Or, why being anything is easier than being a Mom.
When our daughter was 18 months old, I went back to work. I enjoyed (endured) the time home with her until then and felt going back to work was the best option for our family for many reasons. Some were definitely self focused, because I really enjoy my work, and I feel it’s my responsibility to share whatever gifts Providence gave me.
I remember my first full day (at the time I worked one full day and one half day per week). I went to the bathroom when I had to go and didn’t have to worry about anyone sticking their fingers into an electrical socket. I drank coffee – leisurely – as I researched financial strategies and had lengthy discussions with colleagues about behavioral economics. I bought items online during my lunch break which lasted a full hour.
Over the years I somehow survived the day care guilt on those days when family wasn’t available to watch our daughter which – thankfully – were few; I cannot fathom trying to do this without my family. (I blogged about this in a related post “Is Our Financial Lifestyle Unsustainable?” https://amyjolauber.wordpress.com/2013/06/24/is-our-financial-lifestyle-unsustainable/)
I became well known in my field. Clients pay for and follow my advice; they do as they are told. This does not happen with my daughter whose life is an endless adventure to prove every bit of parental guidance ever stated wrong.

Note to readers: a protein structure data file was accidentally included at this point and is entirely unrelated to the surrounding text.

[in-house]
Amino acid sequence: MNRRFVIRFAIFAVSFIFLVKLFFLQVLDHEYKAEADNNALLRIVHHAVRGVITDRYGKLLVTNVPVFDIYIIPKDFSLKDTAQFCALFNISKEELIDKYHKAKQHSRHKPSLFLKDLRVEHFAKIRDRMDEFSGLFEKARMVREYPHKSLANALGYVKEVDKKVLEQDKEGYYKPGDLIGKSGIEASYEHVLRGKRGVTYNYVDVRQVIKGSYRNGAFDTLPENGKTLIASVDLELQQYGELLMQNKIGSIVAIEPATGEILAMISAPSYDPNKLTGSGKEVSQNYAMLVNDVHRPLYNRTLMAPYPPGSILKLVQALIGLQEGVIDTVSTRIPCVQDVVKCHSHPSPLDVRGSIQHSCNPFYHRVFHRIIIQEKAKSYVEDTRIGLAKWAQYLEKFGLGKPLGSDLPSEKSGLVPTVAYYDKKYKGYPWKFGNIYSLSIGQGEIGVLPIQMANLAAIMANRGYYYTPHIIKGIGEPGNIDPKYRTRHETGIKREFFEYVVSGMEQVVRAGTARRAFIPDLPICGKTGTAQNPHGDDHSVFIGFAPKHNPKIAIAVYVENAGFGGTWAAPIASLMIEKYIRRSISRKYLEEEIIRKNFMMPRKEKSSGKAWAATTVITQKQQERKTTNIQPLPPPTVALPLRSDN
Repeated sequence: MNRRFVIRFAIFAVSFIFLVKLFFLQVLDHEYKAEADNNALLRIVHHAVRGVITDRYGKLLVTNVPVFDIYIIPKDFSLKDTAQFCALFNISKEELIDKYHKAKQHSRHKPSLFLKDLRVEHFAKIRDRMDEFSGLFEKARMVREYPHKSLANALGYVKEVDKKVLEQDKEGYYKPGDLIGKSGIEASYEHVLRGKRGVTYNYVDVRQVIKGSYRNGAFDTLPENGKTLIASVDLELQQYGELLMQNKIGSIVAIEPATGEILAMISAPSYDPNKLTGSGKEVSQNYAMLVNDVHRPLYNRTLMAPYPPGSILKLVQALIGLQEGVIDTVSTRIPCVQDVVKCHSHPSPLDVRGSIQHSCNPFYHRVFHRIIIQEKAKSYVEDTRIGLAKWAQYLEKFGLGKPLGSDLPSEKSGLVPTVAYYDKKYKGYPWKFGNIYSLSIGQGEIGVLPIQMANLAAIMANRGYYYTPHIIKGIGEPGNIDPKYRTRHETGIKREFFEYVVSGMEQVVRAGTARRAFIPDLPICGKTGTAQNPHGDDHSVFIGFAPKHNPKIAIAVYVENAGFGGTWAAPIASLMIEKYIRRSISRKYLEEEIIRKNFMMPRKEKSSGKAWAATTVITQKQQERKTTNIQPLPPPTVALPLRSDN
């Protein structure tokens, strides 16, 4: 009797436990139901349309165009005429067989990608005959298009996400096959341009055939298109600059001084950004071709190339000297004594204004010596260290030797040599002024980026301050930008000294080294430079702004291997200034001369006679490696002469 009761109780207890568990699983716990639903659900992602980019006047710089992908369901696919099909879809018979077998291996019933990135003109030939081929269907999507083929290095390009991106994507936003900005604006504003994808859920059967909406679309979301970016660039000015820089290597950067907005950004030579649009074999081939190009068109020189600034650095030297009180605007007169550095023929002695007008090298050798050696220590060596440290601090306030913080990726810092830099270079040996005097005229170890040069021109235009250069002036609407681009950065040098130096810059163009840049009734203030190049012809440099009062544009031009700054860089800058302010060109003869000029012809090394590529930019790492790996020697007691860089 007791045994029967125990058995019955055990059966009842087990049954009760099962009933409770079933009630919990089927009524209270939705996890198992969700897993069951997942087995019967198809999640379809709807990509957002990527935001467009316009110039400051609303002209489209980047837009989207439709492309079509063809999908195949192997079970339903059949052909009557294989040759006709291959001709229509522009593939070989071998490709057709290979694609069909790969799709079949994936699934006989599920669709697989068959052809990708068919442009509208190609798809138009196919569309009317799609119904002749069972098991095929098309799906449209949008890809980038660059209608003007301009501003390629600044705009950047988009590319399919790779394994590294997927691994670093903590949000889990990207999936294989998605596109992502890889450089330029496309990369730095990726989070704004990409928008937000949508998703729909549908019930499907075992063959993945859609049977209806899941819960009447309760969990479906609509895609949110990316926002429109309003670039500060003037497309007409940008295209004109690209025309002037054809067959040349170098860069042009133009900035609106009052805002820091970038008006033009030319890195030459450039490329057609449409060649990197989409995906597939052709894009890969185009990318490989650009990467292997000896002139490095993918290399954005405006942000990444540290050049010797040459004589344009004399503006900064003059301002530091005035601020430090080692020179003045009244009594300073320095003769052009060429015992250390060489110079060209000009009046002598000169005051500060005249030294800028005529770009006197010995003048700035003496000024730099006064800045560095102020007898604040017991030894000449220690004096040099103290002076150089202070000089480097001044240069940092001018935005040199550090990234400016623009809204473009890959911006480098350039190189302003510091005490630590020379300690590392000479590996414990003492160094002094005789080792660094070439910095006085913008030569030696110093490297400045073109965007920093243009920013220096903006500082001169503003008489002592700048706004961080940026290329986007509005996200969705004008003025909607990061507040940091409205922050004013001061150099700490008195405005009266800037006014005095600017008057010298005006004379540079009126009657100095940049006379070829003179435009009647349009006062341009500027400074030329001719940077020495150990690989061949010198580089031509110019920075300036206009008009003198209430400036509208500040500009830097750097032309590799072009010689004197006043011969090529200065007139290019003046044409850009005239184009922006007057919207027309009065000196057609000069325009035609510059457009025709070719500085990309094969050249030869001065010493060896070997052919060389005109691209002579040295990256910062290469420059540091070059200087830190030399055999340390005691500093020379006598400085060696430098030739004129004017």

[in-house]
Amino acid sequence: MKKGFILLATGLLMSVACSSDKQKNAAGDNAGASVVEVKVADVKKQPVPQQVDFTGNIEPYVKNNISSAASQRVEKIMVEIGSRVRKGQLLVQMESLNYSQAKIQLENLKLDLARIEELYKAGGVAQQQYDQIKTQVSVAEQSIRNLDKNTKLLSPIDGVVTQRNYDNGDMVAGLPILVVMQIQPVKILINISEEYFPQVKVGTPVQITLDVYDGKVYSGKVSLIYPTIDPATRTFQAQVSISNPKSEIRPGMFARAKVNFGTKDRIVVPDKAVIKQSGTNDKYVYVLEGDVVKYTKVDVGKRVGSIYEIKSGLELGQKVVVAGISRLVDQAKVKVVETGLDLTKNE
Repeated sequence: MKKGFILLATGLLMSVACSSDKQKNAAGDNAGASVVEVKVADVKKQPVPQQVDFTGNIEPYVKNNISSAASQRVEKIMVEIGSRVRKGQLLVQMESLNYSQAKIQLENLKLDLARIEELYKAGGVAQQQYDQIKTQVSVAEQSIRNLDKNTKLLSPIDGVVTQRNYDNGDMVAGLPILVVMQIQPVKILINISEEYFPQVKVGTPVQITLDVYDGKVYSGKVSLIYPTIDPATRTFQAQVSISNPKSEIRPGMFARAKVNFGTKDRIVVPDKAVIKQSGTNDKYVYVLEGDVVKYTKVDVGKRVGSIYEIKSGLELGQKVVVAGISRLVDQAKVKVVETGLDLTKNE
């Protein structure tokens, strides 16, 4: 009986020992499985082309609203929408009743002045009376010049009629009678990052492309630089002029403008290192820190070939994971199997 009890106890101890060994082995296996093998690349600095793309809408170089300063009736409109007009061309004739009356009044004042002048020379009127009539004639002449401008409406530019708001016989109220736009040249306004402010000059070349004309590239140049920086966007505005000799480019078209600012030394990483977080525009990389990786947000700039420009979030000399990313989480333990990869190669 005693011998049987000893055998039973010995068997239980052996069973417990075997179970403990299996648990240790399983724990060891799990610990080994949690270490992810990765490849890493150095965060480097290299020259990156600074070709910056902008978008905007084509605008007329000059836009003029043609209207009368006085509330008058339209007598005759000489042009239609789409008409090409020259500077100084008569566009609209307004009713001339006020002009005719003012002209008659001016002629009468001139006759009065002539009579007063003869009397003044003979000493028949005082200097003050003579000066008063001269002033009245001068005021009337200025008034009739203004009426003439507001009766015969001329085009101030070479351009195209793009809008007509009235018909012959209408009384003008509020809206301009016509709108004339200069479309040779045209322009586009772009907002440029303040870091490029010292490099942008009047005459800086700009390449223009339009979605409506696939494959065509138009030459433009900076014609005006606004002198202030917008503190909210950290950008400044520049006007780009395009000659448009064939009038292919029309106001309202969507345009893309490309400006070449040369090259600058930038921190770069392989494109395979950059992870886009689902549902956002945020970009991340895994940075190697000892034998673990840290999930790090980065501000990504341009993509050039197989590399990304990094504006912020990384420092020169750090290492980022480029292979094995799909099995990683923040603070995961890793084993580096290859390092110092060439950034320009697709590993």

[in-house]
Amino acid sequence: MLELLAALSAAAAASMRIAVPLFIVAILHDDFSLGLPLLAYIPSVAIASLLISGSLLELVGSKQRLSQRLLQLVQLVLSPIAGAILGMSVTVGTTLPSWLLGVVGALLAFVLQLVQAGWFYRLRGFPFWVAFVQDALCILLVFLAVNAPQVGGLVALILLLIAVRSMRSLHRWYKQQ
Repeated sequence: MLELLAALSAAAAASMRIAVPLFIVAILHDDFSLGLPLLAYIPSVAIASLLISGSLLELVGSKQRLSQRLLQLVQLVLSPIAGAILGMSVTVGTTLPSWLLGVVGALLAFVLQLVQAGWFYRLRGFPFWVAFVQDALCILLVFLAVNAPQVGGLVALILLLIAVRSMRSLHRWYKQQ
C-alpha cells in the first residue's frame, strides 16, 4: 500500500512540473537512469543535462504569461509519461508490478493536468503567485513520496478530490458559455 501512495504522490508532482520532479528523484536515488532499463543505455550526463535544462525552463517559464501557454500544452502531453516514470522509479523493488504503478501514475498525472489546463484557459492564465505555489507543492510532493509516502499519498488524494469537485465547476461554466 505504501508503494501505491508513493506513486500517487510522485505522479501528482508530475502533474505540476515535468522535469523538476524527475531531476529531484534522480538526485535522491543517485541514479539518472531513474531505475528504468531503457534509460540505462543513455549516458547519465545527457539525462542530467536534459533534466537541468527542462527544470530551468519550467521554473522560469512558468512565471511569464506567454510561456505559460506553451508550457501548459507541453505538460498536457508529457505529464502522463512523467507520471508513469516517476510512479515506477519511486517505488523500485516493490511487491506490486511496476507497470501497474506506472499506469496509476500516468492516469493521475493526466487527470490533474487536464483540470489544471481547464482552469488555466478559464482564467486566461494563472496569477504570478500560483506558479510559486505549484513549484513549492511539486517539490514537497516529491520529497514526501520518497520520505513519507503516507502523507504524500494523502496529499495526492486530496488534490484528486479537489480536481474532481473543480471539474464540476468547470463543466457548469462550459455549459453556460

I have control issues.
I didn’t realize this until I became a mother.
Of course not. While I’ve been hired to look out for my client’s best (financial) interests, I’ve never had such a need or desire to control the environment of another human being; to protect, teach, inform, inspire, guide.
I’m always telling my clients not to focus on things they cannot control (like the stock market, or other people’s unscrupulous behavior) and instead focus on what they can control (thinking about their goals and dreams, spending their money mindfully, and investing patiently). I suppose I need to write myself a check and take my own advice and apply it to parenting.
There are way too many parts of life that are simply out of our control, and no where is that more evident than when you are a parent.
So bring it on stock market, I’m not afraid of you. I’m a Mom.